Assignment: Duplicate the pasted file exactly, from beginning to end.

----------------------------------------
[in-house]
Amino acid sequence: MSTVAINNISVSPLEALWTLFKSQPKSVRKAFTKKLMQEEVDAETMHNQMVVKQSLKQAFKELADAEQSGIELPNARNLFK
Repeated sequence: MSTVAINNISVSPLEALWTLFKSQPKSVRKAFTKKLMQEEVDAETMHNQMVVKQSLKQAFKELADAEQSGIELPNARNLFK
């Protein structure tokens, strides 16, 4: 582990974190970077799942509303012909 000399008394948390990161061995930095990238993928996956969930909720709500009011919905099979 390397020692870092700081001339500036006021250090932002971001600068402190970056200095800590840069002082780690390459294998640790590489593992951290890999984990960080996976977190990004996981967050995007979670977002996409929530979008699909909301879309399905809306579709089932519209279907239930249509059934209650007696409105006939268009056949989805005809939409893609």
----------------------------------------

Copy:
[in-house]
Amino acid sequence: MSTVAINNISVSPLEALWTLFKSQPKSVRKAFTKKLMQEEVDAETMHNQMVVKQSLKQAFKELADAEQSGIELPNARNLFK
Repeated sequence: MSTVAINNISVSPLEALWTLFKSQPKSVRKAFTKKLMQEEVDAETMHNQMVVKQSLKQAFKELADAEQSGIELPNARNLFK
């Protein structure tokens, strides 16, 4: 582990974190970077799942509303012909 000399008394948390990161061995930095990238993928996956969930909720709500009011919905099979 390397020692870092700081001339500036006021250090932002971001600068402190970056200095800590840069002082780690390459294998640790590489593992951290890999984990960080996976977190990004996981967050995007979670977002996409929530979008699909909301879309399905809306579709089932519209279907239930249509059934209650007696409105006939268009056949989805005809939409893609």